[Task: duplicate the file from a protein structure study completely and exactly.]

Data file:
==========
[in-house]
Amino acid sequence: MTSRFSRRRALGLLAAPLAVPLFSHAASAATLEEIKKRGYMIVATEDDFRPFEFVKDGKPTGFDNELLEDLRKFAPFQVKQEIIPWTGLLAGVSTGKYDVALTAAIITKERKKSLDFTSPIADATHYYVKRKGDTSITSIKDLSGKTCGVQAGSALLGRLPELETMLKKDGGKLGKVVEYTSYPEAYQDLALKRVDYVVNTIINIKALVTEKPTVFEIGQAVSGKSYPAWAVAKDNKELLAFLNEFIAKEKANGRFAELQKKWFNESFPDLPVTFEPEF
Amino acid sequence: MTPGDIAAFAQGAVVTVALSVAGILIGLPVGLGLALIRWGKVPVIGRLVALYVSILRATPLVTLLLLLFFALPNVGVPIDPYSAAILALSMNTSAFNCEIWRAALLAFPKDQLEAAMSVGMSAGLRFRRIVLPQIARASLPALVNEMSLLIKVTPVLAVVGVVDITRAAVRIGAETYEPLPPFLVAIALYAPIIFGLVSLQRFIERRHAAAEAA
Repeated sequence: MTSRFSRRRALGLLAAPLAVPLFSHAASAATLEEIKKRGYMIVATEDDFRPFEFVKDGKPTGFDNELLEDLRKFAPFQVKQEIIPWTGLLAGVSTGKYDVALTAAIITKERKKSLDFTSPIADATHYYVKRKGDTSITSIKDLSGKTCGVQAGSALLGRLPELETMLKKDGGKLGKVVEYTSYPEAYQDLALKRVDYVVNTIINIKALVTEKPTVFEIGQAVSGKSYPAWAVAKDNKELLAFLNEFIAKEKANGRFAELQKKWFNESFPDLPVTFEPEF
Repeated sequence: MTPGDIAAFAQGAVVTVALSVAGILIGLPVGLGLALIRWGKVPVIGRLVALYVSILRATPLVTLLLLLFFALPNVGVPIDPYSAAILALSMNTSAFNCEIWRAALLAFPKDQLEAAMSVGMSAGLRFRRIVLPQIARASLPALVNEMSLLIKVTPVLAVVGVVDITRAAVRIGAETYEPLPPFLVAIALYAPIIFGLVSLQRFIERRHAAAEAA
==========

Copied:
[in-house]
Amino acid sequence: MTSRFSRRRALGLLAAPLAVPLFSHAASAATLEEIKKRGYMIVATEDDFRPFEFVKDGKPTGFDNELLEDLRKFAPFQVKQEIIPWTGLLAGVSTGKYDVALTAAIITKERKKSLDFTSPIADATHYYVKRKGDTSITSIKDLSGKTCGVQAGSALLGRLPELETMLKKDGGKLGKVVEYTSYPEAYQDLALKRVDYVVNTIINIKALVTEKPTVFEIGQAVSGKSYPAWAVAKDNKELLAFLNEFIAKEKANGRFAELQKKWFNESFPDLPVTFEPEF
Amino acid sequence: MTPGDIAAFAQGAVVTVALSVAGILIGLPVGLGLALIRWGKVPVIGRLVALYVSILRATPLVTLLLLLFFALPNVGVPIDPYSAAILALSMNTSAFNCEIWRAALLAFPKDQLEAAMSVGMSAGLRFRRIVLPQIARASLPALVNEMSLLIKVTPVLAVVGVVDITRAAVRIGAETYEPLPPFLVAIALYAPIIFGLVSLQRFIERRHAAAEAA
Repeated sequence: MTSRFSRRRALGLLAAPLAVPLFSHAASAATLEEIKKRGYMIVATEDDFRPFEFVKDGKPTGFDNELLEDLRKFAPFQVKQEIIPWTGLLAGVSTGKYDVALTAAIITKERKKSLDFTSPIADATHYYVKRKGDTSITSIKDLSGKTCGVQAGSALLGRLPELETMLKKDGGKLGKVVEYTSYPEAYQDLALKRVDYVVNTIINIKALVTEKPTVFEIGQAVSGKSYPAWAVAKDNKELLAFLNEFIAKEKANGRFAELQKKWFNESFPDLPVTFEPEF
Repeated sequence: MTPGDIAAFAQGAVVTVALSVAGILIGLPVGLGLALIRWGKVPVIGRLVALYVSILRATPLVTLLLLLFFALPNVGVPIDPYSAAILALSMNTSAFNCEIWRAALLAFPKDQLEAAMSVGMSAGLRFRRIVLPQIARASLPALVNEMSLLIKVTPVLAVVGVVDITRAAVRIGAETYEPLPPFLVAIALYAPIIFGLVSLQRFIERRHAAAEAA